to the cavernous lair of the holly king
who grinds his axe on a sharpening stone
and prepares his block for the gore of heroes.

Silent and pensive he waits in his cave.
The moon arrives and his blood red eyes
are filled with silver swimming.
Outside the blackbirds sing
a song which knows no kenning.

The half formed moon describes her sorrows.
The king laments his lack of heroes-
vision waned and bravery gone.
Blackbirds sing their endless song
of an empty sky and bloodstained block…

then as hope elides a knight of dawn
approaches on a starless horse
with fire-lit eyes and maenad’s locks.
She boldly casts her gauntlet down
at the feet of the holly king.

The half formed moon departs from his arms.
He performs his task with an aura of calm.
The blackbirds watch in silence.
Then moon and lair are gone.
Dawn rides free, afraid, yet unharmed.

Holly, Greencroft Valley

Awenydd

I.
As the longest night looses
darkest claws I walk amongst shadows
at dawn where moonlight floods
through the arms of trees
and a solitary lamppost lights the vale.

Lamppost, Greencroft ValleyII.
River-trees stand stark and tall,
consistent in her mind’s
unravelling of currents and tides,
cormorants and gulls,
a ragged heron.

RibbleIII.
The host’s roar to a lullaby
quells as moon leads dawn
over chiming hills to be swallowed
by cloud as the hunt returns
to graveyard and mound.

Moon over Castle HillIV.
My lord of the fay
makes his presence known.
He speaks to the mist within my bones
like the lych gate unfastening,
awenydd– my magic word.

Lych gate, St Mary's ChurchV.
The spirit paths are mine
to walk for an evanescent pulse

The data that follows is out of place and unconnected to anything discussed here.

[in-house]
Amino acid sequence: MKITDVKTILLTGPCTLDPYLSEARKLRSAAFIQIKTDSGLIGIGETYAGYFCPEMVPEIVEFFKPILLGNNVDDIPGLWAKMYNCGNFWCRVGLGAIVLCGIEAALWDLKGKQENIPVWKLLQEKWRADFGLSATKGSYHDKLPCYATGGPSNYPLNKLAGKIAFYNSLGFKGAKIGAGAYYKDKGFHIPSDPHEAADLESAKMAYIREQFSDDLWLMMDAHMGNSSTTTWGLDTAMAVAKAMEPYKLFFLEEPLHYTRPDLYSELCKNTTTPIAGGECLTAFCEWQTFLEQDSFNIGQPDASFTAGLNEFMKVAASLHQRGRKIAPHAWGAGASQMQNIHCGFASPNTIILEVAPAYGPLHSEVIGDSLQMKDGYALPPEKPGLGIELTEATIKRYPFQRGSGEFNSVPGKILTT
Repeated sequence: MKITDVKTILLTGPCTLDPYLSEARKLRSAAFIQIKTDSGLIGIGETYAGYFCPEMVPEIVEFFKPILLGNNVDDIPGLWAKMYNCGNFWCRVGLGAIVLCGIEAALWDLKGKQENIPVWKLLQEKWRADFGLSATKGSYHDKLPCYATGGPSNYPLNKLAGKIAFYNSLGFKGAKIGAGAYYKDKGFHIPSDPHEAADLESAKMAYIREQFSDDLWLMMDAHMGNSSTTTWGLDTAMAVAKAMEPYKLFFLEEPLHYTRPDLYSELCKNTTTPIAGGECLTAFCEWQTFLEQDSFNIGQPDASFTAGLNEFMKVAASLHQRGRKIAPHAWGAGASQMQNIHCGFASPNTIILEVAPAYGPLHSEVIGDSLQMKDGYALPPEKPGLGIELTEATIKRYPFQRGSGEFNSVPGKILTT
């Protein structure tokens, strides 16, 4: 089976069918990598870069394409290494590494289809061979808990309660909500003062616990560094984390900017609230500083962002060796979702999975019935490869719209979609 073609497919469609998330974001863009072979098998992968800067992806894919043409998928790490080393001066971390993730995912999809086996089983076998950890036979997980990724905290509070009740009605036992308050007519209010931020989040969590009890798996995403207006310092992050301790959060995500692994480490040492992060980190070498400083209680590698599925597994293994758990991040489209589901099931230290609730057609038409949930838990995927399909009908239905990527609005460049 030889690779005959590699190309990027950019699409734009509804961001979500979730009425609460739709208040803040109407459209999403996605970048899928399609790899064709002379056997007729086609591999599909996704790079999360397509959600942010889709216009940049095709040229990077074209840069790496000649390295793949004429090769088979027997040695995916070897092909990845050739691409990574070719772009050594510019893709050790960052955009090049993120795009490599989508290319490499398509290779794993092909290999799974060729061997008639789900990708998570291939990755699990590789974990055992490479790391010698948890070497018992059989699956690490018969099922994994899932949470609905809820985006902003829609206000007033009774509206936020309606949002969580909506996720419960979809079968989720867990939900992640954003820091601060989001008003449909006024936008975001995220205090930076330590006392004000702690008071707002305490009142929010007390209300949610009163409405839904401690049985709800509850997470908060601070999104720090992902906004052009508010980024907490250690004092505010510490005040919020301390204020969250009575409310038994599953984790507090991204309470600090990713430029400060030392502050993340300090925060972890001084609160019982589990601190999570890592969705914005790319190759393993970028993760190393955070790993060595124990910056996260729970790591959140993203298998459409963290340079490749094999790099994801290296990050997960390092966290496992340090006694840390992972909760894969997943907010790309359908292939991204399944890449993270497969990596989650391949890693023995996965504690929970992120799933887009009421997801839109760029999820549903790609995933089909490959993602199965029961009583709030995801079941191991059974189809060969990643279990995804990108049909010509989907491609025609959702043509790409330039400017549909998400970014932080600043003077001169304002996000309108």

of dawn. Time stands still
from vale to hill and the stream
sings: awenydd, awenydd.

Fish House Brook

Oak Man

I am the voice inside an acorn.
I wear a cup shaped hat.
I tip it when I please.
I chatter in the hands of squirrels.
I buzz in wasps.
I whisper with the bolete.
I sleep. I spring.
I am sprightly. I am green.
I endure the push of each lobed leaf.
I carouse in the flush.
I take time to reach maturity.

I am the tree that holds the world.

I am the guardian and the gateway.
I come well equipped with elves.
I run in ants down many passageways.
I hollow out.
I don a skirt of armillaria.
I am mulch for the weevil and moth.
I am rot and I am canker.
I sink in the bog.
I am a sunk and empty vessel.
I am a coffin for your soul.
I am a boat to the eternal.

Oak and Feather Acorn

 

*Poem inspired by the gift of this acorn pendant from Lynda Ryder to the members of the Oak and Feather grove.

Birch Wood

Birch trees. Carr Wood

 

 

 

 

 

 

 

There was a land of ash with no future.
Out of the ice age they came, colonizers
Silver-black and delicately snake skinned,
Shedding white edged leaves on the ash-clad winds

And singing do you remember, remember
The ice age and peat and lost Vindolanda,
Sentinel cities and burying oaths
Enstyled on bright birch to placate the world?

And singing do you remember, remember
The strange black peal of the blacksmith’s hammer,
Street lights of amber and echoing roads,
Cities estranged by the gathering smoke?

And singing do you remember, remember
How empire fell that fatal November,
Civilized monuments crashing to dust,
Swaying white fields and the soft song of ghosts?

Silver-black and delicately snake skinned,
Shedding white edged leaves on the ash-clad winds
Out of the ice age they came, colonizers.
Their land was ash, with an unknown future.

Birch trees, Carr Wood

Forest

Faery Lane, May 2013

 

 

 

 

 

 

 

I.

A forest
holds a very small possibility
in the sigla of trees
and in a ruddock’s song.

Raindrops lace the ivy,
in a cinema of shade
fairytales catch hands
with desperate grace.

II.

For in my nightmare
the leaning yew fell down.
The door to Annwn closed,
although the wolves still howl.

The people were dead,
the gods were gone
and the ghosts no longer mourned
their shadowed passing.

III.

Yet the forest
kept alive the possibility
of hope emerging
from its bowers

like a white stag bounding
from Annwn’s mounds
with red-eared hounds
and antlered huntsmen.

IV.

Now we read
the sigla from the trees
and listen out
for a ruddock’s song.

In the cinema of ivy
our myths still dance
a forest of possibility
in a raindrop’s glance.

Faery Lane, May 2013